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The Centers for Disease Control and Prevention (CDC) advises certain individuals not to get specific vaccines or to wait before getting vaccinated. This is because different vaccines have different components, and each vaccine can affect you differently. Your age, varied health conditions, and other factors all combine to determine if you should get each vaccine. The CDC has prepared a detailed list of each vaccine that specifies who should not get it and who should wait. Certain individuals with a compromised immune system are typically advised to wait. People who have experienced allergic reactions to a particular vaccine are generally told to avoid follow-up doses.
Below are guidelines for those who shouldn’t get some of the more common vaccines.
You should not get vaccinated for influenza if you:
People with a history of Guillain-Barré syndrome (GBS) should discuss the risks of the flu vaccine with their doctor.
Those who shouldn’t get the live influenza vaccine (LAIV) or the nasal spray flu vaccine include:
Hepatitis A (HepA) is a virus that causes liver disease. It’s primarily spread through consuming food or water that has been contaminated by human feces, but it can also be spread through close contact. The Centers for Disease Control and Prevention (CDC) recommends routine HepA vaccinations for all adults if they didn’t receive the vaccination during childhood. It also emphasizes the importance of receiving the vaccine for individuals traveling to high-risk areas. These areas include:
However, there are certain people who should not get this vaccine. Risk factors include:
People who are sick are generally advised to wait for the vaccination. Pregnant women may also be advised to wait for the vaccination. However, the risk to the fetus is low. If a pregnant woman is at high risk for HepA, vaccination may still be recommended.
Hepatitis B (HepB) is another virus that can cause liver disease. It can spread from infected blood or body fluids, as well as from a mother to her newborn child. People with chronic HepB infection are at increased risk of end-stage liver disease (cirrhosis), as well as liver cancer. Routine vaccination is recommended. However, certain individuals should not receive the HepB vaccine. Risk factors include:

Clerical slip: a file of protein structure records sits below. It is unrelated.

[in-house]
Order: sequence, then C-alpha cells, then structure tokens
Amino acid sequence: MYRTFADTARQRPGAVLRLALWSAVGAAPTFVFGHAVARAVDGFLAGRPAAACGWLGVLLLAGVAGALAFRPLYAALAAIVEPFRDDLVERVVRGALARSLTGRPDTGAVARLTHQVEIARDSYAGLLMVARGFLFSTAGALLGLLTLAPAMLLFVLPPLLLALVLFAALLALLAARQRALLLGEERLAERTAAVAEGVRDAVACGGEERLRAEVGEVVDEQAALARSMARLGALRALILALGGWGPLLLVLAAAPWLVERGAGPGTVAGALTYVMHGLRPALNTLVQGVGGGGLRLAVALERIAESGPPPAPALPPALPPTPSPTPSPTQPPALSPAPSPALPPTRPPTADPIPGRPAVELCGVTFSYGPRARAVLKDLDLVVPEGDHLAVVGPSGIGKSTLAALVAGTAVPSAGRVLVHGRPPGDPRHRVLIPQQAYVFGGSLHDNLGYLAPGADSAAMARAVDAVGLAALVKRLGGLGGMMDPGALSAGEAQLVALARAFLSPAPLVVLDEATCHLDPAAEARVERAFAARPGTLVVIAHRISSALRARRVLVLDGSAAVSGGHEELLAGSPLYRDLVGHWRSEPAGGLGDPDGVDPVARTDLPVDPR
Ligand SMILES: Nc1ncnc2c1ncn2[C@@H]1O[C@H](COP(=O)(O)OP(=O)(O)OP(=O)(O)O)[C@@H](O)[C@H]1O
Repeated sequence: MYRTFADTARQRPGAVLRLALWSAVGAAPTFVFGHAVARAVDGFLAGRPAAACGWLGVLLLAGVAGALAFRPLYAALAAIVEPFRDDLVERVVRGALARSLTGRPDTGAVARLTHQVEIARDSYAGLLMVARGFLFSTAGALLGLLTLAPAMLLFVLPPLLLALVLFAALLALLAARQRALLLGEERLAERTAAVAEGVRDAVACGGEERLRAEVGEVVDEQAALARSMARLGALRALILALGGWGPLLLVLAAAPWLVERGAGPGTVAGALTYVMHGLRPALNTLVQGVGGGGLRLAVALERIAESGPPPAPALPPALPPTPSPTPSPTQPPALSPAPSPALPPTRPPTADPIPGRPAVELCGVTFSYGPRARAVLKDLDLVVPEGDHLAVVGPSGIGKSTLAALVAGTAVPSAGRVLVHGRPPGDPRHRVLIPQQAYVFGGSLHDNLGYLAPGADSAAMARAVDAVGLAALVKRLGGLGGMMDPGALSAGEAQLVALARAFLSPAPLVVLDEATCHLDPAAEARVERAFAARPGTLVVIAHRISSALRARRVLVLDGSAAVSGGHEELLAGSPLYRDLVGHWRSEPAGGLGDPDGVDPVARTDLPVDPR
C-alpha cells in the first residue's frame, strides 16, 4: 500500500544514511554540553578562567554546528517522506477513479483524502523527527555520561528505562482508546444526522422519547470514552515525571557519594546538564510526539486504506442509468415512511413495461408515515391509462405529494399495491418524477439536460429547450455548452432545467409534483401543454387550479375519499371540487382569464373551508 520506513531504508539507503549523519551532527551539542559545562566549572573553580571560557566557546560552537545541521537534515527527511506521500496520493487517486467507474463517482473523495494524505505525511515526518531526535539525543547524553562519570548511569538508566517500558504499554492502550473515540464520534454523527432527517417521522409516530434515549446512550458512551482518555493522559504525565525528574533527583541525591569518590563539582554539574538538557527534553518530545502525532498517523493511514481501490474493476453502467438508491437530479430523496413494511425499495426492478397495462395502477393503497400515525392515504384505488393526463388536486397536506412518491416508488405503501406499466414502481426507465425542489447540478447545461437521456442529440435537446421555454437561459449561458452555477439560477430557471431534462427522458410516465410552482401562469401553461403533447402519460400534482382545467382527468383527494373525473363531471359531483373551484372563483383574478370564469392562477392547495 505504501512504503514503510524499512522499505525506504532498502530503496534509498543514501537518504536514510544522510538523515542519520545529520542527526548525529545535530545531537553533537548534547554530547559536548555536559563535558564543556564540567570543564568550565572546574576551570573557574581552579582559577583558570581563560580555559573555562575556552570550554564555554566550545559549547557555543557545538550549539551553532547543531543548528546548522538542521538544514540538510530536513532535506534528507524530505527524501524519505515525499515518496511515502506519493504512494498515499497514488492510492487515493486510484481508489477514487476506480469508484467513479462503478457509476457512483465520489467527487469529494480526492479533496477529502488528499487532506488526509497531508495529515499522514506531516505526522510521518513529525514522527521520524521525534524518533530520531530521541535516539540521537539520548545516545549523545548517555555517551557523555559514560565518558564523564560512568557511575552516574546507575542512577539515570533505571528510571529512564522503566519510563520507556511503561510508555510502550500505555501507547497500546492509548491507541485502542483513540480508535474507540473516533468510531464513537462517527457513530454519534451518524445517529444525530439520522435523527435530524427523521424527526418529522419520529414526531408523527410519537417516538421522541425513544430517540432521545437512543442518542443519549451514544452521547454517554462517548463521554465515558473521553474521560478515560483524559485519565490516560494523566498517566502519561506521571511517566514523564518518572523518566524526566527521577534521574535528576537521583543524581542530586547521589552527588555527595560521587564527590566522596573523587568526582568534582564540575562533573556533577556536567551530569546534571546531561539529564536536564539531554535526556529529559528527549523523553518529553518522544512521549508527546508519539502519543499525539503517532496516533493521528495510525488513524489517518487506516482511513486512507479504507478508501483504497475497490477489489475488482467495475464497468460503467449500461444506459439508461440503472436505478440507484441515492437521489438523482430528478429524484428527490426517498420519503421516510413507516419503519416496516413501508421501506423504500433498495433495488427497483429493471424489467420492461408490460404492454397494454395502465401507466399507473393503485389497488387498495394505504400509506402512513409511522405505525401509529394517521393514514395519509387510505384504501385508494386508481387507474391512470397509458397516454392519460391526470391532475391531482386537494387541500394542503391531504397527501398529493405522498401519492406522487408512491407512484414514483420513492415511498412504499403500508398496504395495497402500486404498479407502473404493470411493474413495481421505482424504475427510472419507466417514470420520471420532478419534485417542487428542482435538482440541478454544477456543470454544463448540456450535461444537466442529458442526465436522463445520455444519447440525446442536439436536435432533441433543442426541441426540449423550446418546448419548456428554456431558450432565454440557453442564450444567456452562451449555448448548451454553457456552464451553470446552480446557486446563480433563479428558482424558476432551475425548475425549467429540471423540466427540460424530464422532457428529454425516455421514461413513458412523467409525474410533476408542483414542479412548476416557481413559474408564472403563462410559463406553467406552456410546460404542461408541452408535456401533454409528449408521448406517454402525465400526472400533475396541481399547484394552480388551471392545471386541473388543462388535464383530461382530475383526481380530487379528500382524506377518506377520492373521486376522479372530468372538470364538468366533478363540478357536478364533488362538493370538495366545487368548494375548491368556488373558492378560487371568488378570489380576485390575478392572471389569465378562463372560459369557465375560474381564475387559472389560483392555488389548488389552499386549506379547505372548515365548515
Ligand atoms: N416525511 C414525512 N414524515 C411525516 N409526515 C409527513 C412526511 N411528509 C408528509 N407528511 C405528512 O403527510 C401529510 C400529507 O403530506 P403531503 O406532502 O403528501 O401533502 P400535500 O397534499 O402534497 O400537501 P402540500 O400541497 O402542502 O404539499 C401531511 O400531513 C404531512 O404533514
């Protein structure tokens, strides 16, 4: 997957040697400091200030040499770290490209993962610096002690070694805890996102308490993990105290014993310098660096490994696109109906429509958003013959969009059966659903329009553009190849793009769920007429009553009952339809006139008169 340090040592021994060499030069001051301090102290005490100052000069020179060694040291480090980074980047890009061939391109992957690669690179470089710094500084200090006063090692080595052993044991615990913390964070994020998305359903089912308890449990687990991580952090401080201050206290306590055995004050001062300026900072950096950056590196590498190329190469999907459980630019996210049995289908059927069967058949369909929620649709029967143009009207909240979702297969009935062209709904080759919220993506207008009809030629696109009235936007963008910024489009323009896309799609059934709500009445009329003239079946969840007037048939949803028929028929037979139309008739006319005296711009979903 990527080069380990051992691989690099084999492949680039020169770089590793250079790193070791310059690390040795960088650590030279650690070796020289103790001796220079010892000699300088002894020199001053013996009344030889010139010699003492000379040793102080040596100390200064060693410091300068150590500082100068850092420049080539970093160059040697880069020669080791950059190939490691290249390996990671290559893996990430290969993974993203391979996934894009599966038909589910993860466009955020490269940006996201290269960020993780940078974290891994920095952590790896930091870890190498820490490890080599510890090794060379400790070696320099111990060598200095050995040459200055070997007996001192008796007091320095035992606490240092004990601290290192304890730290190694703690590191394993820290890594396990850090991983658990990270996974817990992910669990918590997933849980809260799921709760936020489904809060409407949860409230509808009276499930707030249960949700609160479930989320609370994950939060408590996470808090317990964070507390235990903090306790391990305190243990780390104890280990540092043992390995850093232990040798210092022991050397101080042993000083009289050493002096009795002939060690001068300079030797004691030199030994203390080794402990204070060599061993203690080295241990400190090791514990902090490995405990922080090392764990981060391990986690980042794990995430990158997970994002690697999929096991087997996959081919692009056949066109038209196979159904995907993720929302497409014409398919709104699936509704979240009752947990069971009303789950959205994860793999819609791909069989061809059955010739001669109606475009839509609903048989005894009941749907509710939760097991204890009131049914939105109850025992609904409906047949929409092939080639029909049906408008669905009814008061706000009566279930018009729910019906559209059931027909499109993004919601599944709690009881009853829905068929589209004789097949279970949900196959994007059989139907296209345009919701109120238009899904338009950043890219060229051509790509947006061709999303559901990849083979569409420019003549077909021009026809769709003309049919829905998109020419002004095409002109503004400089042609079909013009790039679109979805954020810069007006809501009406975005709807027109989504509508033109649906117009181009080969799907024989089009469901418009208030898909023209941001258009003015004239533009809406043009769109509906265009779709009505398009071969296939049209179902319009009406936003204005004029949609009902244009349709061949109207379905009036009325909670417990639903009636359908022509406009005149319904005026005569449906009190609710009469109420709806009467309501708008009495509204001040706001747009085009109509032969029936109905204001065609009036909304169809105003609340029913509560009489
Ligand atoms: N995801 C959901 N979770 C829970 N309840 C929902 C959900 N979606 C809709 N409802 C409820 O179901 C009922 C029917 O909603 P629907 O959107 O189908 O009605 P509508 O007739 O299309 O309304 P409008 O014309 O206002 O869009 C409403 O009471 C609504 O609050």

People who have been vaccinated against HepB should wait at least 28 days before giving blood. The vaccine can cause false positive results on blood screening tests.
Most HPV infections go away without the need for treatment. However, the HPV vaccine can help prevent cervical cancer in women if it’s administered before they become sexual active. It can also help prevent other HPV-related diseases including:
The CDC advises the following people to avoid the HPV vaccine:
The Tdap vaccine protects against tetanus, diphtheria, and pertussis. The Td vaccine protects against tetanus and diphtheria. Widespread vaccination has greatly decreased the serious consequences of these diseases.
Routine vaccines are recommended. However, there are certain people who should not get these vaccines, including:
Other concerns to discuss with your doctor before getting the Tdap vaccine include:
Requirements vary for each vaccine. You may be able to get one of the vaccine options, but not another.
Shingles is caused by reactivation of the chickenpox virus (varicella-zoster virus). This virus is a member of the herpes virus family, but it’s not the same virus that causes cold sores or genital herpes. Shingles is more common in people over 50. It’s also seen in individuals who have a weakened immune system.
Adults over the age of 60 are recommended to get one dose of the shingles vaccine for protection. However, certain people should not receive this vaccine. Avoid the shingles vaccine if you:
Certain groups are more likely to have a weakened immune system. This includes individuals who:
These individuals should not get the shingles vaccine.
Meningococcal disease is a bacterial illness. It can affect people of all ages. However, it’s most common in:
Meningococcal vaccination is recommended in young adulthood. There are two types of vaccine offered in the United States. MCV4 is the newer meningococcal conjugate vaccine. MPSV4 is the older meningococcal polysaccharide vaccine.
Individuals who shouldn’t receive the meningococcal vaccine include:
Meningococcal vaccines can be administered to pregnant women. However, MPSV4 is preferred. The MCV4 vaccine has not been studied as much in pregnant women.
Children with sickle cell disease should get this vaccine at a different time from their other vaccines, as should children with damage to their spleens.
Written by: Amy Boulanger
Medically reviewed on: Jun 06, 2016: University of Illinois-Chicago, College of Medicine
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